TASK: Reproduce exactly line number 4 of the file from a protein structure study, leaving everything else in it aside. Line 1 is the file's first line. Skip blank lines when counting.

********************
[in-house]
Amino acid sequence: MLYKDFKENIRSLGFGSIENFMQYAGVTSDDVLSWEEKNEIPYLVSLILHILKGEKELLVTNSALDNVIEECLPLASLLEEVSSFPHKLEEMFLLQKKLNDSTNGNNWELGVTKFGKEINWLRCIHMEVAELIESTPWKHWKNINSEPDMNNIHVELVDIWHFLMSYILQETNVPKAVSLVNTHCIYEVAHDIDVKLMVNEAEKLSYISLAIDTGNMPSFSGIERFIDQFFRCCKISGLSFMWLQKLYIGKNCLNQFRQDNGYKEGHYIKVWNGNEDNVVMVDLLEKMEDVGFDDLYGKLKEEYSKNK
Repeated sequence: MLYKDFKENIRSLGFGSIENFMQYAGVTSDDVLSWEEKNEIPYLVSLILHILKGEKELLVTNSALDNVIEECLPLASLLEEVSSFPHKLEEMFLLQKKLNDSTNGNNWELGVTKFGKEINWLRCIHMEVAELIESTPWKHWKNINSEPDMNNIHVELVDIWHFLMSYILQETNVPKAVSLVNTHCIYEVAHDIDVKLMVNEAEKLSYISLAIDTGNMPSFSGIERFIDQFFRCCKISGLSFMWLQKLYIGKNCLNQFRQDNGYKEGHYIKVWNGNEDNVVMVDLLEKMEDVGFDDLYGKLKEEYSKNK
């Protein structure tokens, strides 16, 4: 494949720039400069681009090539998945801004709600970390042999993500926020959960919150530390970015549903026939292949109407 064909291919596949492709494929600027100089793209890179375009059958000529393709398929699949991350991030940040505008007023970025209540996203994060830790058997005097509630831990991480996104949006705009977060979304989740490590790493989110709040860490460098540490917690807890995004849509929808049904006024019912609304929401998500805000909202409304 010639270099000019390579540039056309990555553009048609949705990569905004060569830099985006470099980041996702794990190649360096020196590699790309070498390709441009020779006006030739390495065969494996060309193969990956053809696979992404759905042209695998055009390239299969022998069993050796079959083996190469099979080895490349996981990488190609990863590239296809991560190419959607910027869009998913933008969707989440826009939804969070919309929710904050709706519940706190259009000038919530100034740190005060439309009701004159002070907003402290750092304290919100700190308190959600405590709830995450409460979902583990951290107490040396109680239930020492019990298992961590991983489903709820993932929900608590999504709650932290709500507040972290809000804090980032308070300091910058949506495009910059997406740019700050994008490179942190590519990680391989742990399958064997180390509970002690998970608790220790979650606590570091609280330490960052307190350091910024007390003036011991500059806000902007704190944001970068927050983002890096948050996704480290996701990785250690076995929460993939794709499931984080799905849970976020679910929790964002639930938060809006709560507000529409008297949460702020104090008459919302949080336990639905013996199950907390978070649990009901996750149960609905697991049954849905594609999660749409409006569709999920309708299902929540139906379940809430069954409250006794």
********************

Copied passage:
């Protein structure tokens, strides 16, 4: 494949720039400069681009090539998945801004709600970390042999993500926020959960919150530390970015549903026939292949109407 064909291919596949492709494929600027100089793209890179375009059958000529393709398929699949991350991030940040505008007023970025209540996203994060830790058997005097509630831990991480996104949006705009977060979304989740490590790493989110709040860490460098540490917690807890995004849509929808049904006024019912609304929401998500805000909202409304 010639270099000019390579540039056309990555553009048609949705990569905004060569830099985006470099980041996702794990190649360096020196590699790309070498390709441009020779006006030739390495065969494996060309193969990956053809696979992404759905042209695998055009390239299969022998069993050796079959083996190469099979080895490349996981990488190609990863590239296809991560190419959607910027869009998913933008969707989440826009939804969070919309929710904050709706519940706190259009000038919530100034740190005060439309009701004159002070907003402290750092304290919100700190308190959600405590709830995450409460979902583990951290107490040396109680239930020492019990298992961590991983489903709820993932929900608590999504709650932290709500507040972290809000804090980032308070300091910058949506495009910059997406740019700050994008490179942190590519990680391989742990399958064997180390509970002690998970608790220790979650606590570091609280330490960052307190350091910024007390003036011991500059806000902007704190944001970068927050983002890096948050996704480290996701990785250690076995929460993939794709499931984080799905849970976020679910929790964002639930938060809006709560507000529409008297949460702020104090008459919302949080336990639905013996199950907390978070649990009901996750149960609905697991049954849905594609999660749409409006569709999920309708299902929540139906379940809430069954409250006794």